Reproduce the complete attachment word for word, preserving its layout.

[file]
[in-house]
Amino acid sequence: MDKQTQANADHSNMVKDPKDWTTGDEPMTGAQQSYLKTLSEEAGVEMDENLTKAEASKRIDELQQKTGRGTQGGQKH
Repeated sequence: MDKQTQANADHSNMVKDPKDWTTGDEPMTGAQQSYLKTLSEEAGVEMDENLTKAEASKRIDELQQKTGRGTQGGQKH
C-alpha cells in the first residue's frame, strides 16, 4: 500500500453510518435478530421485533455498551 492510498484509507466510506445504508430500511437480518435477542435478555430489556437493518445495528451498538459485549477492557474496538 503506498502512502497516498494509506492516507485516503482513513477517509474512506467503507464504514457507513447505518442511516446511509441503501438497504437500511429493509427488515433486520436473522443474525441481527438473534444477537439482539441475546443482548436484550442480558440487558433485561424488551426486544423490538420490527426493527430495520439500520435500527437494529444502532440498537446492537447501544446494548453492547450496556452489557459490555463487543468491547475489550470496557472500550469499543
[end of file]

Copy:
[in-house]
Amino acid sequence: MDKQTQANADHSNMVKDPKDWTTGDEPMTGAQQSYLKTLSEEAGVEMDENLTKAEASKRIDELQQKTGRGTQGGQKH
Repeated sequence: MDKQTQANADHSNMVKDPKDWTTGDEPMTGAQQSYLKTLSEEAGVEMDENLTKAEASKRIDELQQKTGRGTQGGQKH
C-alpha cells in the first residue's frame, strides 16, 4: 500500500453510518435478530421485533455498551 492510498484509507466510506445504508430500511437480518435477542435478555430489556437493518445495528451498538459485549477492557474496538 503506498502512502497516498494509506492516507485516503482513513477517509474512506467503507464504514457507513447505518442511516446511509441503501438497504437500511429493509427488515433486520436473522443474525441481527438473534444477537439482539441475546443482548436484550442480558440487558433485561424488551426486544423490538420490527426493527430495520439500520435500527437494529444502532440498537446492537447501544446494548453492547450496556452489557459490555463487543468491547475489550470496557472500550469499543